“Ono Pharmaceutical Co has become the first company in the world to get an approval for a PD-1 checkpoint inhibitor, as regulators in Japan gave the green light to nivolumab, developed with Bristol-Myers Squibb, as a treatment for melanoma.
“The drug will be marketed as Opdivo for unresectable melanoma although Ono noted that because of the very limited number of patients treated with nivolumab in Japanese clinical trials, the firm is required to perform a ‘post-marketing use-results survey covering all cases until data on a certain minimum number of patients have been accumulated’.”
Editor’s note: The drug nivolumab is an immunotherapy, meaning that it boosts a patient’s own immune system to fight cancer. Nivolumab is a specific kind of immunotherapy drug known as a “PD-1 checkpoint inhibitor,” since it works by releasing a protein “brake” on the immune system called PD-1. Researchers testing the drug in volunteer patients have found promising results, and Japan has now given the world’s first approval to nivolumab, permitting doctors across the country to prescribe it to people with unresectable melanoma.
“In a Japanese phase III trial (DELTA) reported in the Journal of Clinical Oncology, Kawaguchi et al found that erlotinib (Tarceva) was associated with no progression-free survival or overall survival advantage as second- or third-line therapy in EGFR-unselected patients with non–small cell lung cancer.
“In this open-label trial, 301 patients with stage IIIB or IV NSCLC, previous treatment with one or two chemotherapy regimens, evaluable or measurable disease, and Eastern Cooperative Oncology Group (ECOG) performance status of 0 to 2 were randomly assigned between August 2009 and July 2012 to erlotinib at 150 mg daily (n = 150) or docetaxel at 60 mg/m2every 3 weeks (n = 151). The primary endpoint was progression-free survival. In total, 109 patients (73%) in the erlotinib group and 90 (60%) in the docetaxel group had EGFR wild-type disease. Study treatment was third line in 19% and 14%, respectively.”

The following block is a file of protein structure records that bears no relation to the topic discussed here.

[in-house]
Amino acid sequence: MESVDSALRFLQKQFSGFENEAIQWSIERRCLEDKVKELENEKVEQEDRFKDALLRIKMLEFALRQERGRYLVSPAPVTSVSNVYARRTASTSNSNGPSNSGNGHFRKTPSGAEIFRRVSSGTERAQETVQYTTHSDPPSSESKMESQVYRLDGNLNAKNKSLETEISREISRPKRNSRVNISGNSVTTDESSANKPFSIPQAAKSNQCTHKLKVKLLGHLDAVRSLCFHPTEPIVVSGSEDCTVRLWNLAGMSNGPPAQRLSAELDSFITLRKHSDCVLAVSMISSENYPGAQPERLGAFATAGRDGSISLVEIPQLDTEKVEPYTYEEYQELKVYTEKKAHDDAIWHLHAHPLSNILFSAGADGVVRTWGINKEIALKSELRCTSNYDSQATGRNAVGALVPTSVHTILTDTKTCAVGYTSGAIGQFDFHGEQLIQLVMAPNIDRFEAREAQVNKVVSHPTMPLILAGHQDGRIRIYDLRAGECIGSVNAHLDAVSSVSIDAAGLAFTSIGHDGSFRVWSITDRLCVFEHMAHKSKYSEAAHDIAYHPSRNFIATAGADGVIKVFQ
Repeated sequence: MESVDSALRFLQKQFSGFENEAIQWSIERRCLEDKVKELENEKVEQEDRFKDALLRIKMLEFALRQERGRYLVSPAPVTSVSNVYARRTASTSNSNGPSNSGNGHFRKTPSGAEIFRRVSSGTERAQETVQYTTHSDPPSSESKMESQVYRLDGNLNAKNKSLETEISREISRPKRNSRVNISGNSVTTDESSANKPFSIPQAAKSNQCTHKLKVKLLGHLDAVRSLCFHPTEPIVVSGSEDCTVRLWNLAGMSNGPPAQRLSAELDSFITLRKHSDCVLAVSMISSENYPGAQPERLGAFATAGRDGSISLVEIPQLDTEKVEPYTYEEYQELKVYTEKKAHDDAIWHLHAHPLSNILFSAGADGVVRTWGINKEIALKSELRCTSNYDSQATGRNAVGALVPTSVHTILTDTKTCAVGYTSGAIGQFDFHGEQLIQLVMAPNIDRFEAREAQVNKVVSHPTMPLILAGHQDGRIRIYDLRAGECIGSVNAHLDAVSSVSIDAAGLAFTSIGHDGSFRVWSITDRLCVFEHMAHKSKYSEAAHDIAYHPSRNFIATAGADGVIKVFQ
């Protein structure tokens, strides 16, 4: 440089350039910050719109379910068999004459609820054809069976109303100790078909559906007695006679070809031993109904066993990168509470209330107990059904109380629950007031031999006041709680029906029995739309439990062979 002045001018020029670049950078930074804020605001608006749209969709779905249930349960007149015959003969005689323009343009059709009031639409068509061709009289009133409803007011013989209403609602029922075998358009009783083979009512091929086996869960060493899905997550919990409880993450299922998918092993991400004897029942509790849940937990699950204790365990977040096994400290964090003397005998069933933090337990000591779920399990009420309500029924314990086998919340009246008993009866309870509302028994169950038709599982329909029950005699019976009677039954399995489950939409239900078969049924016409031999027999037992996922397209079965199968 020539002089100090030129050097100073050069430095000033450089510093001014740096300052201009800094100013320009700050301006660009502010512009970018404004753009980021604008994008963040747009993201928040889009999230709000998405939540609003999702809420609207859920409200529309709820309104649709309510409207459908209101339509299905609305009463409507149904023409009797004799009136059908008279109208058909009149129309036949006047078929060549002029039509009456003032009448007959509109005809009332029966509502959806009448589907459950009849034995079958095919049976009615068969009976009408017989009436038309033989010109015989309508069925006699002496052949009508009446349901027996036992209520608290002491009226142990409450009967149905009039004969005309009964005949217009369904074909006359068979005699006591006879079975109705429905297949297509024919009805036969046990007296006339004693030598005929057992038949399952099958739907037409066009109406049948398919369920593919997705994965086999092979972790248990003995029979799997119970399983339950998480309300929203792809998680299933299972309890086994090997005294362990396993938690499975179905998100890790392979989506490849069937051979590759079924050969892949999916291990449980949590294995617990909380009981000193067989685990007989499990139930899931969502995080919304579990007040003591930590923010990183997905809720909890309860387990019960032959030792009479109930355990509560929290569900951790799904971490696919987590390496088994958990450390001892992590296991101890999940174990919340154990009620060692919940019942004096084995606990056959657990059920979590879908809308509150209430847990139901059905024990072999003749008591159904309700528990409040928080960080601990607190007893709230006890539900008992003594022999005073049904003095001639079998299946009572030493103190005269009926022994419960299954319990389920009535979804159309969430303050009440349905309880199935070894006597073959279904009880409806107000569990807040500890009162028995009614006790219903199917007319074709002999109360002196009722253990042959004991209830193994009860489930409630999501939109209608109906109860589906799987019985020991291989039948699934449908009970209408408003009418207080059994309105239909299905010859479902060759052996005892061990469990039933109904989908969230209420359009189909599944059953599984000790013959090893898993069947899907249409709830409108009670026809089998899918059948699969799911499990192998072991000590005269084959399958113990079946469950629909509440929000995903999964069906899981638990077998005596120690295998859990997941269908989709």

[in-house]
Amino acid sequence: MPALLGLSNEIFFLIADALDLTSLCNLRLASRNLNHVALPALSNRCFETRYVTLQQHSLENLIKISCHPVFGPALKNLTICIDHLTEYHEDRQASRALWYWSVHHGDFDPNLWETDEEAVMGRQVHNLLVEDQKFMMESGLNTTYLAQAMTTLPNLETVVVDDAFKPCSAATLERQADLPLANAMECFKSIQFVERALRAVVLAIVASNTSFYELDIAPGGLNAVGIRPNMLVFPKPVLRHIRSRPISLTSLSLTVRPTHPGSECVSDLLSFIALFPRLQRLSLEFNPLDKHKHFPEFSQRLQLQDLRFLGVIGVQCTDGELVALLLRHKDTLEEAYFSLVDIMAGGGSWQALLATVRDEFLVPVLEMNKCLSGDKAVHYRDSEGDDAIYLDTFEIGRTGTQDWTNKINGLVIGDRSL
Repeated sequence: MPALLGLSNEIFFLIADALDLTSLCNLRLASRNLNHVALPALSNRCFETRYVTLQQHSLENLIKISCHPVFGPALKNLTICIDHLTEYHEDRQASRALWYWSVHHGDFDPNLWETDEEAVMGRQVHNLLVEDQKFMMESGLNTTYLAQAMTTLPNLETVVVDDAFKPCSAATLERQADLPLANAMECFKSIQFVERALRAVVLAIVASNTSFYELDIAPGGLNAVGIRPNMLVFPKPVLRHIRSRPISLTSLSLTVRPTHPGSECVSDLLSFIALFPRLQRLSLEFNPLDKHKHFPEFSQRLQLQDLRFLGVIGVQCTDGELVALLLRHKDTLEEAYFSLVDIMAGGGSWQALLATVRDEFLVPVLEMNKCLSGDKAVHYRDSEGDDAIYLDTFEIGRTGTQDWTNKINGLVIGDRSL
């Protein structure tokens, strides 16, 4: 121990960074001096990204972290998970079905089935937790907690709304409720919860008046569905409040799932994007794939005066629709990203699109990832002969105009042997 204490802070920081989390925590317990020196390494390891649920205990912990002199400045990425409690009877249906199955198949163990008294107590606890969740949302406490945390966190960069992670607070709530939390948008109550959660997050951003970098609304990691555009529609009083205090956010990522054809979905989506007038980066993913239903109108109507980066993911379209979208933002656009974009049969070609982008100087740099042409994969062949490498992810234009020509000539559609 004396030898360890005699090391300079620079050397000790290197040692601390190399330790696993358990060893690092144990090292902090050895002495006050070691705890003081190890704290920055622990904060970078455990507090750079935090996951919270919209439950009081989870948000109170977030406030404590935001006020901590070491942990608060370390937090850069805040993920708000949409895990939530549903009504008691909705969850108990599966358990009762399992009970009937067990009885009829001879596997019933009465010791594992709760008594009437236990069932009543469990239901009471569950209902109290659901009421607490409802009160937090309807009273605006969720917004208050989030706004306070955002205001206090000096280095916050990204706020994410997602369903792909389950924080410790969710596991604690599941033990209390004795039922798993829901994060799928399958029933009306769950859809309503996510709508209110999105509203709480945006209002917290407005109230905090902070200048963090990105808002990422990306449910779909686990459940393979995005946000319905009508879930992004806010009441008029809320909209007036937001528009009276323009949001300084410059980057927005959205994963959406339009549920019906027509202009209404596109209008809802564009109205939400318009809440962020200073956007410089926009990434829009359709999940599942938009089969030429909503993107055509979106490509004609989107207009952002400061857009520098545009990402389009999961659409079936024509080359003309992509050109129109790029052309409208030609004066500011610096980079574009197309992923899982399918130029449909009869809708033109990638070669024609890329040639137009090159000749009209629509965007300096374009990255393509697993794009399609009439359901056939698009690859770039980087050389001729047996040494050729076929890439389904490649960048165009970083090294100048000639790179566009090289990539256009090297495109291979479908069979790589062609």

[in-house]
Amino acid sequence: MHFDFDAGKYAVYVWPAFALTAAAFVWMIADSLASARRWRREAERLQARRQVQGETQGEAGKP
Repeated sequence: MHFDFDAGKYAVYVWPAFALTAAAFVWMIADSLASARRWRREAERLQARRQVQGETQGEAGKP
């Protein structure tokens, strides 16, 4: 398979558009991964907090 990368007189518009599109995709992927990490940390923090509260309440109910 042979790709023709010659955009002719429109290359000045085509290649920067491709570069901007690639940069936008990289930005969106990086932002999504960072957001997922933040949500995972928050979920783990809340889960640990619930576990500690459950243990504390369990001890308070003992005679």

Editor’s note: This clinical trial tested a drug called erlotinib (brand name Tarceva), which is already known to be an effective treatment for lung cancer patients whose tumors have mutations in the EGFR gene. However, in this trial, the scientists were interested in whether erlotinib might help all patients, regardless of whether EGFR is mutated. The results show that erlotinib is no more effective than chemo for patients without EGFR mutations. But we recently posted another story about a protein test that may predict whether a patient without EGFR mutations might benefit from erlotinib treatment.
“A combination of amrubicin and cisplatin was inferior to irinotecan and cisplatin in chemotherapy-naïve patients with extensive disease small-cell lung cancer (SCLC) in a phase III trial conducted in Japan. The irinotecan regimen remains the standard treatment for these patients in that country.
“SCLC accounts for 13% of all new cases of lung cancer, and more than half of those patients present with extensive disease. Though SCLC can be very sensitive to chemotherapy, authors of the new study wrote that “rapid emergence of clinical drug resistance has resulted in poor prognosis, with almost all such patients dead with 2 years of initial diagnosis.” Investigators led by Miyako Satouchi, MD, PhD, of the Hyogo Cancer Center in Akashi, Japan, tested the amrubicin and cisplatin combination against irinotecan and cisplatin in 284 patients; results were published online ahead of print on March 17 in the Journal of Clinical Oncology.”